To evaluate how a switch to HPV-based screening might affect colposcopy practice, we used data from the population-based cohort study of HPV and cervical neoplasia in Guanacaste, Costa Rica. Specifically, we estimated the difference in colposcopic characteristics and colposcopic performance between the subsets of screened patients referred based on conventional cytology and the subsets of the screened patients that would have been referred in a program based on HPV testing. We evaluated the performance of colposcopy at the most sensitive threshold of abnormality (presence of acetowhite areas) comparing the predictive values of normal versus abnormal colposcopic impression for the detection of lesions (≥CIN2 and ≥CIN3) through the 7 years of the study based on initial assessment. We included in our definition of disease outcome all prevalent and incident diagnoses of CIN2 and ≥CIN3 detected through the 7 years of the study because of recent suggestions that HPV based screening would permit prolonged screening intervals approximately as long as the duration of our cohort study.14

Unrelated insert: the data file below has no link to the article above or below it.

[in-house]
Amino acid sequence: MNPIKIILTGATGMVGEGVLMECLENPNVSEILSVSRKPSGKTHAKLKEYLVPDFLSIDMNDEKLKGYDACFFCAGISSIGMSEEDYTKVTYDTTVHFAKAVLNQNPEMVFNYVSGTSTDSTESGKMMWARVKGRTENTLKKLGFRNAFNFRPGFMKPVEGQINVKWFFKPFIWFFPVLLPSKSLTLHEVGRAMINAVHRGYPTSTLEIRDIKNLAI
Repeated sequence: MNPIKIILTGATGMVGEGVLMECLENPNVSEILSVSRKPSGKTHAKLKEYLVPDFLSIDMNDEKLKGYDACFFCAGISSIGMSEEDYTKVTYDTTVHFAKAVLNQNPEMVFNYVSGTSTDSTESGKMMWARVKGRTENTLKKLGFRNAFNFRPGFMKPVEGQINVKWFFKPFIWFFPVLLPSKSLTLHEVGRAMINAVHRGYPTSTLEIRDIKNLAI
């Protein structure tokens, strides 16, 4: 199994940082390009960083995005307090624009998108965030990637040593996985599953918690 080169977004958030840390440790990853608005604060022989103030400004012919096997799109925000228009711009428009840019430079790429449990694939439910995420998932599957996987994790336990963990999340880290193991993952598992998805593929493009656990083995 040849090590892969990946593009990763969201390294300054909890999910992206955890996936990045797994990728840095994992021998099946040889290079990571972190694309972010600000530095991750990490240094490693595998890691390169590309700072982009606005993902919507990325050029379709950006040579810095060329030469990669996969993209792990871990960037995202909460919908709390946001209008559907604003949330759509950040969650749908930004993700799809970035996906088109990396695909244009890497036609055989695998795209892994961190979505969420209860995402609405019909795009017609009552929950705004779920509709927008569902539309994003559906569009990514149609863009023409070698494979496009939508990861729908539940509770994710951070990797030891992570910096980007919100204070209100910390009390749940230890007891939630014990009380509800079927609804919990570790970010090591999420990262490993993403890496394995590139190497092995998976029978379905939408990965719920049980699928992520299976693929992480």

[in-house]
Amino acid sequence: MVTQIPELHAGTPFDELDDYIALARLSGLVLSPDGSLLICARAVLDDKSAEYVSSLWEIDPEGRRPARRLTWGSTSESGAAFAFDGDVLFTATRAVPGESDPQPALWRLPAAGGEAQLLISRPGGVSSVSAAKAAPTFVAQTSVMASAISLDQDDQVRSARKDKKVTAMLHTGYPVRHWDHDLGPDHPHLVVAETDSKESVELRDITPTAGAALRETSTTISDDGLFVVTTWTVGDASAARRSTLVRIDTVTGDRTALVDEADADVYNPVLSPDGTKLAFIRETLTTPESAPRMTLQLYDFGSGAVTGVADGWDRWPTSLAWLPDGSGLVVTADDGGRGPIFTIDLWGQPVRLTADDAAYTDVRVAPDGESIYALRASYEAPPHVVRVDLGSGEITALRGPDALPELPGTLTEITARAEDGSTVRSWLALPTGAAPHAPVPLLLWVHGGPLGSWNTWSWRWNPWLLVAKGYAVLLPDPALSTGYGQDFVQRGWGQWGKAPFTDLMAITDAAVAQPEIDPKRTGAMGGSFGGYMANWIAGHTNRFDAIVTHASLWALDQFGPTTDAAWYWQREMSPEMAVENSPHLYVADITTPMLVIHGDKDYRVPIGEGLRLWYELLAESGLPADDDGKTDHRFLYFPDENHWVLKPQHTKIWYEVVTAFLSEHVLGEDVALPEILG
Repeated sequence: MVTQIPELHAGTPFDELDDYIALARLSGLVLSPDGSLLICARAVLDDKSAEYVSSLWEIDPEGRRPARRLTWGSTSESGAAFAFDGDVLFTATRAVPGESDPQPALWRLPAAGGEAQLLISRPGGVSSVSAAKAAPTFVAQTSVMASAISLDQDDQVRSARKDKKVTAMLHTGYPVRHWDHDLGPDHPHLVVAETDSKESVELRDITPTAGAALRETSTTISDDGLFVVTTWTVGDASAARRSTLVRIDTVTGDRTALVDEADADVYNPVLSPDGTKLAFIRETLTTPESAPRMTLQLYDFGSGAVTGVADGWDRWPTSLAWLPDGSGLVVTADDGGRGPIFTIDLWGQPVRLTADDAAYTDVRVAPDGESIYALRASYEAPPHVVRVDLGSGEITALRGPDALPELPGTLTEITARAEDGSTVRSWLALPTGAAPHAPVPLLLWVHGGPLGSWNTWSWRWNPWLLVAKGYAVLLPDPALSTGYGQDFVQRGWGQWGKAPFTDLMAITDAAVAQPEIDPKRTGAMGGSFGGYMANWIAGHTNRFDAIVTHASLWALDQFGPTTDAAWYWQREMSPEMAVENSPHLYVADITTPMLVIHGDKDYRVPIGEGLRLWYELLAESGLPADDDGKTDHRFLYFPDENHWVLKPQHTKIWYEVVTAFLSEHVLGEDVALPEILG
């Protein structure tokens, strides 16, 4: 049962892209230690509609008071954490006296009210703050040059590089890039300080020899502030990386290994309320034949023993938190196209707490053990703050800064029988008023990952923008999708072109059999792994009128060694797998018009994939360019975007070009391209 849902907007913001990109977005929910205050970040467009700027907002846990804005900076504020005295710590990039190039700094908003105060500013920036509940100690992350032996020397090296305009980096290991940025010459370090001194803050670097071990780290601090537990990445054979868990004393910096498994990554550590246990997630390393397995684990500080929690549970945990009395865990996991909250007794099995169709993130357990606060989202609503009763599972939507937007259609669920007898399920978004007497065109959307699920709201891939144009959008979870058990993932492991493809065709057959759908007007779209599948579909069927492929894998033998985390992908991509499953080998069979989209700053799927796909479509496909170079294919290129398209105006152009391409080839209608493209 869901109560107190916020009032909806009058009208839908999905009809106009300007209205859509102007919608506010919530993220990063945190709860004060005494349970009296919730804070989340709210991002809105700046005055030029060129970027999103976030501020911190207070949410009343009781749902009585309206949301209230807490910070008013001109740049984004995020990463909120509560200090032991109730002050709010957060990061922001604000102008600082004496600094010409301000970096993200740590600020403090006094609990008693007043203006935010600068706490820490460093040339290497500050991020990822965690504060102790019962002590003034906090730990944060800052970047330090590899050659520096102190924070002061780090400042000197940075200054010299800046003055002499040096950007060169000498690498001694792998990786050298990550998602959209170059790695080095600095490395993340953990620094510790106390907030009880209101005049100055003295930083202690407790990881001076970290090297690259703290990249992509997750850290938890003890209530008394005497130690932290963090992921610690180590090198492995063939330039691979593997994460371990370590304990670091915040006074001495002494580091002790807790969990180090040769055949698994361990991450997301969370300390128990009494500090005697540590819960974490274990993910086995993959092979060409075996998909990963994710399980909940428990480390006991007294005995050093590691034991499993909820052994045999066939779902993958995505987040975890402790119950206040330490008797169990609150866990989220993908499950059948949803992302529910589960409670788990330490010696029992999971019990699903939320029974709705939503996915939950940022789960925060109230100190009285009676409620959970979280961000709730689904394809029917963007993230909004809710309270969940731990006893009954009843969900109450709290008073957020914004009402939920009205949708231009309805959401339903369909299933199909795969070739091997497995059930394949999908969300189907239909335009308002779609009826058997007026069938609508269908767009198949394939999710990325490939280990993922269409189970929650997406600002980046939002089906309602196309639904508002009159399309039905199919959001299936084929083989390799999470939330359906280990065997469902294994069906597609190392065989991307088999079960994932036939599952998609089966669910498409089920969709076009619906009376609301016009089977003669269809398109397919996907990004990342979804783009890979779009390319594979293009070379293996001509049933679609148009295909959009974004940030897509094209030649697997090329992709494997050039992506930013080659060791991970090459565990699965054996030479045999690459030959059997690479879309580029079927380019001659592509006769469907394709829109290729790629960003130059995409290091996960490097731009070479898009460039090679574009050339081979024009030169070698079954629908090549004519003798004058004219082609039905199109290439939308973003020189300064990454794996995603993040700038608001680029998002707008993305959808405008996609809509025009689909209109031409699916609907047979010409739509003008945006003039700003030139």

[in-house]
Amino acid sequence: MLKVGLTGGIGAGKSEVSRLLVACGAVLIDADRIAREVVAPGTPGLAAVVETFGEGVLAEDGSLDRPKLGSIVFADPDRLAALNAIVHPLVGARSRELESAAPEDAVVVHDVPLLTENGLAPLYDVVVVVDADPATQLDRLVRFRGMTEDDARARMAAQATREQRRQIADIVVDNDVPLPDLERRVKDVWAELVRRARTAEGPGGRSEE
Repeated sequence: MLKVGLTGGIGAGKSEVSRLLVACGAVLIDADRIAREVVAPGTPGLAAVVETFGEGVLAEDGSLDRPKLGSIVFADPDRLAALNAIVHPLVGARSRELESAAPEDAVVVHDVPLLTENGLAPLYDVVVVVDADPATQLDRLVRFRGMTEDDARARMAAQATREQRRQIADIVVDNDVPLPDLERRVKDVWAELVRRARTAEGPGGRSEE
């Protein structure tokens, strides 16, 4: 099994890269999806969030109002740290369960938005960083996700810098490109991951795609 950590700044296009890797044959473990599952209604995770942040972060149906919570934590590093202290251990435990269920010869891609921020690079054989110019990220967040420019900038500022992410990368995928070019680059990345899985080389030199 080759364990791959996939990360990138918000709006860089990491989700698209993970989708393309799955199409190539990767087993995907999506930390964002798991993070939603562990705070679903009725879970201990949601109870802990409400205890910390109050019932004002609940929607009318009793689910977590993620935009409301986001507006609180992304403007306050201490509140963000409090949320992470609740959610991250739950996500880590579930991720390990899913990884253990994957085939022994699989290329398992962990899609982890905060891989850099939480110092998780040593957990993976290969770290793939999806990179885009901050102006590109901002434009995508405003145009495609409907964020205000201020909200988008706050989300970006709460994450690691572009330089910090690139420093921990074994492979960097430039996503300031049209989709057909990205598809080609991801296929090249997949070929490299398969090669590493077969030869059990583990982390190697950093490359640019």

Study Procedures

The Guanacaste cohort study15, 16 was designed to investigate the role of HPV infection in the development of ≥CIN2, and to evaluate new screening technologies. In this population, a previous comparison of HPV testing to cytology confirmed the substantially increased sensitivity of HPV testing compared with conventional cytology.1 The design and methods of the cohort study have been described in detail.15, 16 Briefly, approximately 20% of the census tracts in the area were selected randomly, and all resident women older than 18 years were enumerated (11,742 women). A total of 10,049 women (>90% participation among eligible women) were enrolled between June 1993 and December 1994. All participants signed informed consent and the protocol was approved by Costa Rican and the US National Cancer Institute Institutional Review Boards.